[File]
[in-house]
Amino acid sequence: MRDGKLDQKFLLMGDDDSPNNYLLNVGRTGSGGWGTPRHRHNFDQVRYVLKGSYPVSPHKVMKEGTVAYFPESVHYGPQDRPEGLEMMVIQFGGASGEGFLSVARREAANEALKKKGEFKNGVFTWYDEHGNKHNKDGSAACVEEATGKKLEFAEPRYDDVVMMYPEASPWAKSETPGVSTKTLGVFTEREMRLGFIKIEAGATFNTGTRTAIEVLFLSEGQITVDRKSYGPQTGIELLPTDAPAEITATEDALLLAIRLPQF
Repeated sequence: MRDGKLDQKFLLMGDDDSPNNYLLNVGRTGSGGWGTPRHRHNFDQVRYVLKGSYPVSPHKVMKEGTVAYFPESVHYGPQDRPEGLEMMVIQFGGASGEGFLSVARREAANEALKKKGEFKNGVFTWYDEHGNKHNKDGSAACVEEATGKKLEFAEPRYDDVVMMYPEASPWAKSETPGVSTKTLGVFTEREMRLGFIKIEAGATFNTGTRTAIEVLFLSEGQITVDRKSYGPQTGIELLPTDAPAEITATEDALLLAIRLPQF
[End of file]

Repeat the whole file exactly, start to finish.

[in-house]
Amino acid sequence: MRDGKLDQKFLLMGDDDSPNNYLLNVGRTGSGGWGTPRHRHNFDQVRYVLKGSYPVSPHKVMKEGTVAYFPESVHYGPQDRPEGLEMMVIQFGGASGEGFLSVARREAANEALKKKGEFKNGVFTWYDEHGNKHNKDGSAACVEEATGKKLEFAEPRYDDVVMMYPEASPWAKSETPGVSTKTLGVFTEREMRLGFIKIEAGATFNTGTRTAIEVLFLSEGQITVDRKSYGPQTGIELLPTDAPAEITATEDALLLAIRLPQF
Repeated sequence: MRDGKLDQKFLLMGDDDSPNNYLLNVGRTGSGGWGTPRHRHNFDQVRYVLKGSYPVSPHKVMKEGTVAYFPESVHYGPQDRPEGLEMMVIQFGGASGEGFLSVARREAANEALKKKGEFKNGVFTWYDEHGNKHNKDGSAACVEEATGKKLEFAEPRYDDVVMMYPEASPWAKSETPGVSTKTLGVFTEREMRLGFIKIEAGATFNTGTRTAIEVLFLSEGQITVDRKSYGPQTGIELLPTDAPAEITATEDALLLAIRLPQF